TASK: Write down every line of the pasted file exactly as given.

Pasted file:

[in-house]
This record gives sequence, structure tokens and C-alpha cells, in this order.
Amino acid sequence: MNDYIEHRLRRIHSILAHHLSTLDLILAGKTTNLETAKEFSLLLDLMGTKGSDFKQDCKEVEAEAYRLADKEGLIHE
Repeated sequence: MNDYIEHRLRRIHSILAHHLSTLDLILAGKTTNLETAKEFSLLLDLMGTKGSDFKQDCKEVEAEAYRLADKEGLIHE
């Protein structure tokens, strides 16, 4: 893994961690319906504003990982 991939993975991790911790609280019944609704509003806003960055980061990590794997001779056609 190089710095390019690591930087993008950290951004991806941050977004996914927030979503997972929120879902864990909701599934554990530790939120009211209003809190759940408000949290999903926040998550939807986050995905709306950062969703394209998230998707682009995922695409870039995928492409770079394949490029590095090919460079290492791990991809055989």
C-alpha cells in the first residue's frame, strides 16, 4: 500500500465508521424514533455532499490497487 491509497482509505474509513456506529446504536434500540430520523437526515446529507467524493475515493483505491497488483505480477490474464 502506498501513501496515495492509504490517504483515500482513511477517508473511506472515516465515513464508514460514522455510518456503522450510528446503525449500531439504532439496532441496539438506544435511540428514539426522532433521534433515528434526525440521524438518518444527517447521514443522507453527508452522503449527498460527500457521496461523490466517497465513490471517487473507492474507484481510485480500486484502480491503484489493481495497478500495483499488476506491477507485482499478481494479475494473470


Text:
[in-house]
This record gives sequence, structure tokens and C-alpha cells, in this order.
Amino acid sequence: MNDYIEHRLRRIHSILAHHLSTLDLILAGKTTNLETAKEFSLLLDLMGTKGSDFKQDCKEVEAEAYRLADKEGLIHE
Repeated sequence: MNDYIEHRLRRIHSILAHHLSTLDLILAGKTTNLETAKEFSLLLDLMGTKGSDFKQDCKEVEAEAYRLADKEGLIHE
């Protein structure tokens, strides 16, 4: 893994961690319906504003990982 991939993975991790911790609280019944609704509003806003960055980061990590794997001779056609 190089710095390019690591930087993008950290951004991806941050977004996914927030979503997972929120879902864990909701599934554990530790939120009211209003809190759940408000949290999903926040998550939807986050995905709306950062969703394209998230998707682009995922695409870039995928492409770079394949490029590095090919460079290492791990991809055989």
C-alpha cells in the first residue's frame, strides 16, 4: 500500500465508521424514533455532499490497487 491509497482509505474509513456506529446504536434500540430520523437526515446529507467524493475515493483505491497488483505480477490474464 502506498501513501496515495492509504490517504483515500482513511477517508473511506472515516465515513464508514460514522455510518456503522450510528446503525449500531439504532439496532441496539438506544435511540428514539426522532433521534433515528434526525440521524438518518444527517447521514443522507453527508452522503449527498460527500457521496461523490466517497465513490471517487473507492474507484481510485480500486484502480491503484489493481495497478500495483499488476506491477507485482499478481494479475494473470